Some of the most insightful storytelling about the world of shipping, and how it shapes our world, is Alexis C. Madrigal’s podcast series — aptly named Containers. In eight episodes, he explores how containerization has reshaped the global economy through the lens of the Port of Oakland. He interviews captains and sailors, artists and activists, about the ways their world and ours has been restructured since the first container ships crossed the Pacific in the 1970s. “About 500 million tons of stuff moved around the ocean in 1950 to 4 billion tons in the early 1990s and now the number is almost 10 billion tons. That’s 10 billion times 2000 pounds worth of stuff.”
In one episode, Alexis comes across the work of the Waterfront Writers and Artists, artists who had once worked in San Francisco’s port as longshoremen. Their stories, photos and recordings illuminate what has been lost, and how things have changed. Their working lives bear little resemblance to the long lonely watch shifts that JeffHK works, with rowdy union halls and long days of unloading cargo by hand. Gaining access to archives and recorded performances, the podcast shares the collective lament for a way of life that changed fundamentally as standardization and automation reshaped shipping.
Rebecca Moss, the artist who was stranded at sea, made a film called International Waters (which unfortunately is not available online). “The footage is spontaneous and improvised, and the structure is chronological, starting with when the anchor drops, and finishing with when we get into port in Tokyo.” She emphasized the absurdity of the situation, focusing on conversations with the captain, the Head of the Crew, and a fellow passenger.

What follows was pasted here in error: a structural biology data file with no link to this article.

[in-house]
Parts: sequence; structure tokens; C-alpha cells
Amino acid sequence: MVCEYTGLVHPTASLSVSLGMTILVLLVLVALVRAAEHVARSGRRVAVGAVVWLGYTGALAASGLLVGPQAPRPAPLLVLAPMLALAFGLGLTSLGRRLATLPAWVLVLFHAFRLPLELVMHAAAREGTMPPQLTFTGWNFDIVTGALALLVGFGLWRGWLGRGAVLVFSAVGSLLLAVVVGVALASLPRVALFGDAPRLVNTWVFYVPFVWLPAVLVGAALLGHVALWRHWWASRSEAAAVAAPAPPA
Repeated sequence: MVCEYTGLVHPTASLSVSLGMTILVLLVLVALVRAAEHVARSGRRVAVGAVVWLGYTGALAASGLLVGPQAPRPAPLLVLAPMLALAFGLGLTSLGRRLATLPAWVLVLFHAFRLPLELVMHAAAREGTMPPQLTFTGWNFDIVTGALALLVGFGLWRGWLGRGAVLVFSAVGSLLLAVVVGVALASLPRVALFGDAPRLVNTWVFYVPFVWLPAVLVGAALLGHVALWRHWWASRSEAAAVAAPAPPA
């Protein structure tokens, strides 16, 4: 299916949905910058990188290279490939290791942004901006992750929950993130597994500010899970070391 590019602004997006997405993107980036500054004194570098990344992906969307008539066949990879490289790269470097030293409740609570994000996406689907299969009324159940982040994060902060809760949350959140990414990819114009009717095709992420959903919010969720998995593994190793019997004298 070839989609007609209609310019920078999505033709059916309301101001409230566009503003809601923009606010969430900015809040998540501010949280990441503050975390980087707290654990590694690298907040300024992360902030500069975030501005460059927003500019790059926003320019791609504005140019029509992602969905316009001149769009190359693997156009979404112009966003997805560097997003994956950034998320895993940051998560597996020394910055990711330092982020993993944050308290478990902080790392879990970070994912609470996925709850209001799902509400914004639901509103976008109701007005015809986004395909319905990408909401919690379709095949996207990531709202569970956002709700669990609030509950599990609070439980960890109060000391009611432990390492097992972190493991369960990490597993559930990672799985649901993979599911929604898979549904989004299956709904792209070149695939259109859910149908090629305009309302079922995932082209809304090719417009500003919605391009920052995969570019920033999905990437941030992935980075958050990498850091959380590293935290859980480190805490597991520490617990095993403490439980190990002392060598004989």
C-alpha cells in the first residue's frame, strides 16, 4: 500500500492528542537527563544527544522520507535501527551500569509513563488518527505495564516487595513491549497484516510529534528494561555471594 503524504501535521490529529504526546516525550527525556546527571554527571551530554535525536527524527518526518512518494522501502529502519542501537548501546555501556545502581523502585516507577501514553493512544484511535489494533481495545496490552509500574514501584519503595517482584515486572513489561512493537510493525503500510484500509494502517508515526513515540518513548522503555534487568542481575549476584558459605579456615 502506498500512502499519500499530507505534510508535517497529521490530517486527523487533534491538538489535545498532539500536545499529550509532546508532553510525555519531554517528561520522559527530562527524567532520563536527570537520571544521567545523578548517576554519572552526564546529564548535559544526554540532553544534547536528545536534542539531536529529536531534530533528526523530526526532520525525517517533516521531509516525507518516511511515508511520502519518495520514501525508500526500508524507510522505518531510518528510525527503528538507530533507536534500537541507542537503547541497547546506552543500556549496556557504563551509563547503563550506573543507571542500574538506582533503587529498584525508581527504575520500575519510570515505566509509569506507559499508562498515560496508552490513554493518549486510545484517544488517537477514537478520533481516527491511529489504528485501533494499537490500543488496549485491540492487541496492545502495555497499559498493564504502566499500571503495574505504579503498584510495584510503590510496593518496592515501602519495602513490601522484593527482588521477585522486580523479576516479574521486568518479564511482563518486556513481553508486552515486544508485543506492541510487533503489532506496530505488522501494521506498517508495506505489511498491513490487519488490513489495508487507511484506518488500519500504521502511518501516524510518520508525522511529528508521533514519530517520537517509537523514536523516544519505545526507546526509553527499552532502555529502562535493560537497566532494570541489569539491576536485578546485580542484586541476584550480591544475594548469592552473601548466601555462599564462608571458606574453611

“I think that these stories are often reported from quite a detached, almost satellite perspective: we might read an overview about the numbers, statistics and economics involved. However, I think that my ‘on-foot’ perspective had a huge potential to disrupt this transcendent position. An industry which is supposedly smooth, streamlined and efficient came crashing to a dramatic halt, and I was there to capture its collapse.”
If you want to try your hand at making sense of the world of containers, you can head to a port armed with The Container Guide, a tiny waterproof field guide inspired by bird watching books. Infrastructure enthusiasts Craig Cannon and Tim Hwang crafted a comprehensive list of “photographs, logos, and container colors that will help you quickly identify the corporation behind almost any container you spot in the wild.” Lately, you can find me at the Port of Oakland tracking down where in the world the ships at anchor might have originated from, and trying to make sense of it all.
It is impossible to truly grasp the scope of the logistical swirl of shipping around the globe, but stories from those at the front lines bring things down to a human scale. These artists and journalists reframe a world we most often hear about as statistics, and share a comprehensible view of one of the most important industries on earth. From the hulls of ships to the ports that line the shores of every continent, the infrastructure of shipping and logistics never ceases — but it’s kept largely invisible in our daily lives. These stories make the invisible apparent — and teach us how everything fits together.